By Nick Rigas, CURI & SCE&G Energy Innovation Center Executive Director
I had the good fortune last month to be invited to attend the American Energy and Manufacturing Competitiveness Conference in Washington DC. The conference was co-hosted by the U.S. Department of Energy and the Council on Competitiveness. Having spent most of my career working in manufacturing prior to joining Clemson University, I was very excited to attend such an event. Even though my focus over the past 9 years has been around developing and building public/private partnerships, new facilities and building research teams for Clemson University; I still have a passion for manufacturing. I don’t know what it is about manufacturing that excited me back then and still does. Maybe it’s the ever changing challenges, the deadlines, the people, managing budgets, seeing product being produced, packaged and shipped or maybe it’s just knowing that you produced something that is going to be of value to someone or society somewhere in the world. Without a doubt the concept of taking a raw material and making it into something of value is exciting to me. Maybe that is why I have such a passion for woodworking.
My manufacturing career started by chance as most things in life. Graduating with my doctorate in chemical engineering, my goal was to first complete a two year post-doc then like most PhDs that preceded me, I would build my own research program at a university. When my post doc position did not transpire due to funding constraints, I was left scrambling to figure out how I was going to pay my bills and support my very young family. I was approached about joining FMC Corporation in Nitro, WV as their plant engineer. Sure, I thought to myself. I can go and do this for a year while I search for another post-doc opportunity. How hard could a plant engineering position be at an old manufacturing plant? Come on, I just completed a PhD in Chemical Engineering. Within weeks I found myself engulfed in all sorts of technical problems that needed to be solved immediately since it was costing thousands of dollars per hour due to lost production. I found out that what should happen and what the calculations show should happen in a process usually don’t happen. I was put on a team to negotiate a new contract with the union workers. I was being trained on how to respond to fires and chemical spills. I was on the phone with suppliers yelling at them for delays in delivery of our raw materials. I was on the phone with customers trying to explain why their product orders are delayed. One night at 3 AM, I found myself standing on the 5th story of a distillation system in sub-zero temperatures drenched with water from a leaking pipe. Despite standing there freezing, the interesting thing was that I loved the manufacturing environment. Maybe it was the constant rush of adrenalin that such an environment provides. Maybe it was the fact that you were always faced with challenges both technical and non-technical that you had to solve quickly. Maybe it was the diverse group of people you worked with. Whatever it was, I found myself 16 years later still working in manufacturing having worked up through the ranks of operations manager, plant manager, manufacturing director and then manufacturing/technology director responsible for manufacturing sites on several continents.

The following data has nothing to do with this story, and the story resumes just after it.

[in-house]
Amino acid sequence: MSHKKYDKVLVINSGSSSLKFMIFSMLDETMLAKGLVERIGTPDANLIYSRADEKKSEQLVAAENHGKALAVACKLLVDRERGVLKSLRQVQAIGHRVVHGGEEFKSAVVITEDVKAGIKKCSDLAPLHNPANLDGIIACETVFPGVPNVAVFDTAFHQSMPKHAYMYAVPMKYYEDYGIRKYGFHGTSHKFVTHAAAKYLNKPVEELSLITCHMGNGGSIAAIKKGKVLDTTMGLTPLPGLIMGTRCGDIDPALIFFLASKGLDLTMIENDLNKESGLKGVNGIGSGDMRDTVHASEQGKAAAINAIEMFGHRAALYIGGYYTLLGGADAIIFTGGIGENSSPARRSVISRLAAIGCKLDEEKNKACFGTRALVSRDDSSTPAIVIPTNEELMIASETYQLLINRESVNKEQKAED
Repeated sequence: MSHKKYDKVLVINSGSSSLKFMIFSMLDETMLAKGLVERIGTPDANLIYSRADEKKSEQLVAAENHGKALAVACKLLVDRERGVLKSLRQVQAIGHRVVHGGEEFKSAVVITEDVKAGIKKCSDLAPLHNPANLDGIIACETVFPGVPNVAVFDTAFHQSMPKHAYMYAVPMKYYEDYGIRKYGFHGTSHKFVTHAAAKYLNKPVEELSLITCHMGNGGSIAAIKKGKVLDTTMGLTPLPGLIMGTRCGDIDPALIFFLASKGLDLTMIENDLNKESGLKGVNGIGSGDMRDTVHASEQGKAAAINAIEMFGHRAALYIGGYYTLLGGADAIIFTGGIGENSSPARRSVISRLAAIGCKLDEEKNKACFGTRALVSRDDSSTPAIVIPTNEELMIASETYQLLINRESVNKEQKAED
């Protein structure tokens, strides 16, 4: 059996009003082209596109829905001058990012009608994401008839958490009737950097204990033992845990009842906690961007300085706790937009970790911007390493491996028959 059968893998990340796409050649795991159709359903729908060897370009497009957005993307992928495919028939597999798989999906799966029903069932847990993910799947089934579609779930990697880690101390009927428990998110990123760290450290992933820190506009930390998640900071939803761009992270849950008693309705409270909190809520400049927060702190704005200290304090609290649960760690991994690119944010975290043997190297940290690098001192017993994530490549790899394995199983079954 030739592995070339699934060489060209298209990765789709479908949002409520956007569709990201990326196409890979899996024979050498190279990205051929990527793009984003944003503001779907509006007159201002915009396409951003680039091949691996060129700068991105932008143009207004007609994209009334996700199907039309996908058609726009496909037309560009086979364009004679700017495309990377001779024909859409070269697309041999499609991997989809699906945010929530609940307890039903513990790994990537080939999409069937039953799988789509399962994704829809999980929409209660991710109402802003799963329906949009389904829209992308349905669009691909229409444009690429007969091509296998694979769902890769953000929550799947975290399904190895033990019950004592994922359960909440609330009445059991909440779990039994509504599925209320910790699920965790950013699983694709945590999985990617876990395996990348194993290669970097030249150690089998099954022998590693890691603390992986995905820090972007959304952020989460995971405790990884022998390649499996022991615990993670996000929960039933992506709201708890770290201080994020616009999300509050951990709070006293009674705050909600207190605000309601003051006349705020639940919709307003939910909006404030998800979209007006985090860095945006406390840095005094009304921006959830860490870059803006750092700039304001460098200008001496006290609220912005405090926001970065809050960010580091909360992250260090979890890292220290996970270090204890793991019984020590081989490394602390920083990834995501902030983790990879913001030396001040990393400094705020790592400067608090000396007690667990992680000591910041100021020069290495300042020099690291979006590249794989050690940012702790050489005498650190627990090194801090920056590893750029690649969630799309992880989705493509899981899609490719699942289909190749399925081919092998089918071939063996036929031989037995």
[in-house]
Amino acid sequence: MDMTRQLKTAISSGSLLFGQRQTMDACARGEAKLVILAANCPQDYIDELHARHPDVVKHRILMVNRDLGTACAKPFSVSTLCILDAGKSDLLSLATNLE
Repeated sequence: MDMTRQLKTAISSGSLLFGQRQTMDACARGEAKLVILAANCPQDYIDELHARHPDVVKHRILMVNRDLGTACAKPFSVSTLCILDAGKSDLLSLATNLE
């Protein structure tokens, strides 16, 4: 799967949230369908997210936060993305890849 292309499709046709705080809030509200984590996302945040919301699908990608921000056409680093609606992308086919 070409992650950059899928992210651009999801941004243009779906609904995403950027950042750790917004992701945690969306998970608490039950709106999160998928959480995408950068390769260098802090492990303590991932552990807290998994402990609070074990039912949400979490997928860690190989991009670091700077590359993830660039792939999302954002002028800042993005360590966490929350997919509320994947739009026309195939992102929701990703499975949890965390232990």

As I sat through the conference in Washington DC listening to government officials, industry leaders, university presidents discuss the challenges that are facing U.S. manufacturing, I yearned for those days but also realized that in my current role at Clemson University I can still play an important role in ensuring manufacturing thrives in our nation. Taking raw materials and making them into a product that adds values was what built this country in the 20th century and we as a nation have to ensure this important part of our economy remains competitive and grows. That means higher education has to play a role not only developing new knowledge and technologies but also transferring it to the market while at the same time manufacturing the most important product we produce, the workforce of the future.
I was shocked and excited on the second day of the conference to hear U.S. Assistant Secretary David Danielson announced that Clemson University along with its partner TECO-Westinghouse Motor Company had won a $6.7M award to develop a new generation of high speed multi-megawatt motors used by U.S. manufacturers that account for over 65% of energy use in heavy industry. As I listened to him call out the names of all the winners of the $22M initiative, it struck me that Clemson University was the only school leading an award. The rest were led by industry. It was clear that Clemson University was able to compete against other major technology developers by bringing together a viable public/private partnership to develop a new technology, validate it and then get it out in the market. After spending the past 5 years building the facilities that can support such initiatives, we are going to develop and produce a product and along the way educate the workforce of the future. The product has a high potential for making U.S. heavy industry more competitive. Although I am no longer standing drenched in freezing temperatures at 3 in the morning, the team at CURI is supporting America’s manufacturing and making it more energy efficient and competitive for future generations.